• Credit | Vilendrer Law, PC

What is Conflict?

Conflict refers to a disagreement or struggle between two or more parties with opposing interests, needs, or values. It can arise in various contexts, including personal relationships, workplaces, communities, and international affairs. Conflict is a natural part of human interactions and can be constructive or destructive, depending on how it is handled.

Social psychologists delve into more detailed research in their effort to define conflict, providing the following descriptions:

  • Conflict exists whenever incompatible activities occur.
  • Conflict is a situation in which interdependent people express (manifest or latent) differences in satisfying their individual needs and interests, and they experience interference from each other in accomplishing these goals.
  • Conflict is the competition between interdependent parties who perceive that they have incompatible needs, goals, desires, or ideas.
  • Conflict is an expressed struggle between at least two interdependent parties who perceive incompatible goals, scarce resources, and interference from others in achieving their goals.

In this entry, we will elaborate on the final definition presented by Professor William Wilmot and professional mediator Joyce Hocker. This will help elucidate the subsequent headings, which serve as the determinants of conflict:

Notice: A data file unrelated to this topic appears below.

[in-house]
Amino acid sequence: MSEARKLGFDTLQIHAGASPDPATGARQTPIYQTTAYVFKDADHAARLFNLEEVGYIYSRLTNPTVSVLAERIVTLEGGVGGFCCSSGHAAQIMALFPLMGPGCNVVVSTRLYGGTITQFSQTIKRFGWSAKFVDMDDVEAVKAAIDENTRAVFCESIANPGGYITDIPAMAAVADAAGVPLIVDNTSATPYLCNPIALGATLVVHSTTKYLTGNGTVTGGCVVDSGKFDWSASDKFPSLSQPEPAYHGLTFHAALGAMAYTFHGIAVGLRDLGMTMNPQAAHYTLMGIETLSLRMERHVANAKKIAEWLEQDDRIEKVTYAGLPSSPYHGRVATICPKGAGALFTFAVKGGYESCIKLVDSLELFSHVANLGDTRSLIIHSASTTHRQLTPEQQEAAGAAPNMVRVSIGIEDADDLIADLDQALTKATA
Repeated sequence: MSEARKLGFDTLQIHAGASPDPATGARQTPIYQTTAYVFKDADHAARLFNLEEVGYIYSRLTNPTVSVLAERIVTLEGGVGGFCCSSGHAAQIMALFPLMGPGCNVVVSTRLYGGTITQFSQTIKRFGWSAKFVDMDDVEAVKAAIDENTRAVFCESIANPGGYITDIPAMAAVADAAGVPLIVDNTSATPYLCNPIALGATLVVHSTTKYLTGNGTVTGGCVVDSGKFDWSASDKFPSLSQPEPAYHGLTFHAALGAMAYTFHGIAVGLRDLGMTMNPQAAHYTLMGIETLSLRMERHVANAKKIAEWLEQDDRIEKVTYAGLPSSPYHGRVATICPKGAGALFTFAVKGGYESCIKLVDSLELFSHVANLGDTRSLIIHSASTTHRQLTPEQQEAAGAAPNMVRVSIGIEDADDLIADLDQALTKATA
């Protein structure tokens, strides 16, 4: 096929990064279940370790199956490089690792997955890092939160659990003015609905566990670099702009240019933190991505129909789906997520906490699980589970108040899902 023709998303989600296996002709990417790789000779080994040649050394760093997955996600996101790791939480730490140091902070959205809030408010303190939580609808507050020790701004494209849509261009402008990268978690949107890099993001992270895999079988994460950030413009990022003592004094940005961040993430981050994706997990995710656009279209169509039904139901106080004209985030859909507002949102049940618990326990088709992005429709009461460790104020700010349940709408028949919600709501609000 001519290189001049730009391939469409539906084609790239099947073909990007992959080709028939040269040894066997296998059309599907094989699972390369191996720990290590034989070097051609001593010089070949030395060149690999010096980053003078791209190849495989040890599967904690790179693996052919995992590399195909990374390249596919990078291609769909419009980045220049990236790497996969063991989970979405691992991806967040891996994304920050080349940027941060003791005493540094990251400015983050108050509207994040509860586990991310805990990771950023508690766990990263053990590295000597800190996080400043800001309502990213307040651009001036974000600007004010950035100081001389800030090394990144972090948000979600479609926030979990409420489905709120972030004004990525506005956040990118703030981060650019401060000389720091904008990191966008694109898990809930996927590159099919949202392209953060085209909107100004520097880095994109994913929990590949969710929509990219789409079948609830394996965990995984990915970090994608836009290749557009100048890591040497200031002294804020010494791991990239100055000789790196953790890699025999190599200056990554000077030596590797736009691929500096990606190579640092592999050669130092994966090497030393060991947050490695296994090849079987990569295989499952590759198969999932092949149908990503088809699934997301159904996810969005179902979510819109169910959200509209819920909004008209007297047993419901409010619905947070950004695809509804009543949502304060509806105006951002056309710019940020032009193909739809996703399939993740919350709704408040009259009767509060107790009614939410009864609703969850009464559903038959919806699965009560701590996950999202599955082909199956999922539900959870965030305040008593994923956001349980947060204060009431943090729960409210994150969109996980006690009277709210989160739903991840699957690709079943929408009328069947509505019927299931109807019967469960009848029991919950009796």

1. Conflict involves an expressed struggle or disagreement

    Within their definition, it is stipulated that conflict involves the expression of a struggle between parties. It's crucial to emphasize that this struggle or disagreement may not always find verbal expression; at times, it can manifest nonverbally, often in subtle ways.

    Moreover, the expression of the conflict may not necessarily be directed towards the other person involved. Frequently, individuals in conflict may choose to express their feelings or frustrations to a third party. It's important to recognize that not every conflict necessitates direct, verbal acknowledgment between the parties involved.

  2. Conflict exists in a situation of interdependence